Dancers Anonymous > I'm tired of wireless, what else is there?

Discussion in 'Dancers Anonymous' started by SPratt74, Jun 7, 2007.

  1. SPratt74

    SPratt74 New Member

    Ok. So, I've had Dial Up, DSL, and Wireless. So far, I don't like Wireless or Dial Up. I have two old computers that don't have the right kind of technology to be with wireless or anything that way, and I don't care to upgrade. They aren't used for anything but simple stuff and the Internet. My question is, what can you do with two computers that are going to be in two different rooms that isn't wireless and that are old computers? Is there anything new out that I don't know about? How does that work, and what kind of problems have you had with the new technology? And/or what about having two DSL boxes or that kind of thing. Does anyone do that? Thanks everyone! ;)
  2. spectator

    spectator Member

    Step up from wirless in your own home... wireless in your own home what comes through the ether from the people in the house two doors down... who says wifi ain't powerful?
  3. pr

    pr New Member

    Usually you can connect several computers to one DSL box. I can connect 4 to my box. :p One use ordinary network cables to connect to it so if your old computers doesn't have network cards you could just buy it. :)
  4. DancinAnne

    DancinAnne New Member

    You could use a router with your modem.
  5. Laura

    Laura New Member

    Sounds like you need a router/hub for your DSL, and lots of ethernet cable to hook the non-wireless computers to the hub.

    What don't you like about wireless? I have DSL that runs to my house, and it's hooked up to this really tiny cute Apple AirPort hub that is about as big as my hand and plugs right into the wall
  6. samina

    samina Well-Known Member

    we've got cable DSL with a wireless router for the roaming laptop... no prob.
  7. tj

    tj New Member

    If your older computers can't handle WiFi (the wireless connection) like it appears you're saying, then get a router and connect the computers to the router using ethernet cables. You'll need a NIC for each computer that you're connecting.
  8. quixotedlm

    quixotedlm New Member

    Most computers come with a NIC that tj is referring to. It would be rare to find a PC that doesn't already have one. It is also called an 'ethernet' port, and looks very similar to the modem/phone jack on the PC.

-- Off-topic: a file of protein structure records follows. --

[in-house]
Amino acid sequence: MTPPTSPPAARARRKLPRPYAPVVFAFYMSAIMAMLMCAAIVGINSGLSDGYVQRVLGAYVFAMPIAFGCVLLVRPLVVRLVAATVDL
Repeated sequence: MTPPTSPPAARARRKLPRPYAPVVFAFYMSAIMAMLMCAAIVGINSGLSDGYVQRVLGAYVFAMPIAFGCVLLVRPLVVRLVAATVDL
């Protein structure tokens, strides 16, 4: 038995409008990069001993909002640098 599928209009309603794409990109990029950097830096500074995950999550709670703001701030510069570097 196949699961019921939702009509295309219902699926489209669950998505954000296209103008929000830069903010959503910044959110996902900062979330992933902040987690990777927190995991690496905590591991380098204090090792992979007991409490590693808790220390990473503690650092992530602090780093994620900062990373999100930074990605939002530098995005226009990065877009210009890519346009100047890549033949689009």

You can get a router if you want to attach multiple machines to your DSL or cable connection. Costs around $40. If you look for a deal, you might be able to buy for $10 or so. It will force you to keep the computers close to the router (because ethernet connections are wired - you will need ethernet cables), or you'll have to buy long ethernet cables (very expensive).

    Another alternative is to buy adapters that can connect to your power system using a simple plug (like the plugs in any electrical device), and now you can connect the PC to the your ethernet network near any other electrical socket in the household using a similar device. These types of devices cost about $50 (still less expensive than very long lenghts of ethernet cables).
  9. SPratt74

    SPratt74 New Member

    Oh wow. I leave for a bit and I get a lot of responses lol.

    Basically what I don't like about wireless is that it doesn't work with old computers. I've bought adapters, cards, and an ethernet cable etc., but nothing works.

    I don't like having wires scattered throughout the house. That's what I have now, and it's a pain. Mainly because we can't go up, because we have voltage ceilings, and we can't go down, because we've had troubles with doors and things like that. It looks awful. So, I've tried everything you can imagine to help with wireless. (I've learned a lot that's for sure lol.)

    Also, I have heard something about being able to hook up your computer to the television? And AOL had something to where you could put in a CD in your computer, and not have anything like wires or anything like that connected to it, and it would take care of the software for you. I almost tried that, but AOL is expensive, and I want to avoid that as much as possible.

    My mom said that in Philly, everyone will become wireless by next year. I guess they are installing points throughout the city taking grid by grid to make it easier for wireless to happen. The only problem I see with that is when you have old computers, because it's not going to do much help.

    And you only have a few selections don't you? I mean it's Dial Up, DSL, Wireless, and then whatever this television thing is. I don't know what it's called. What else is there?
  10. DWise1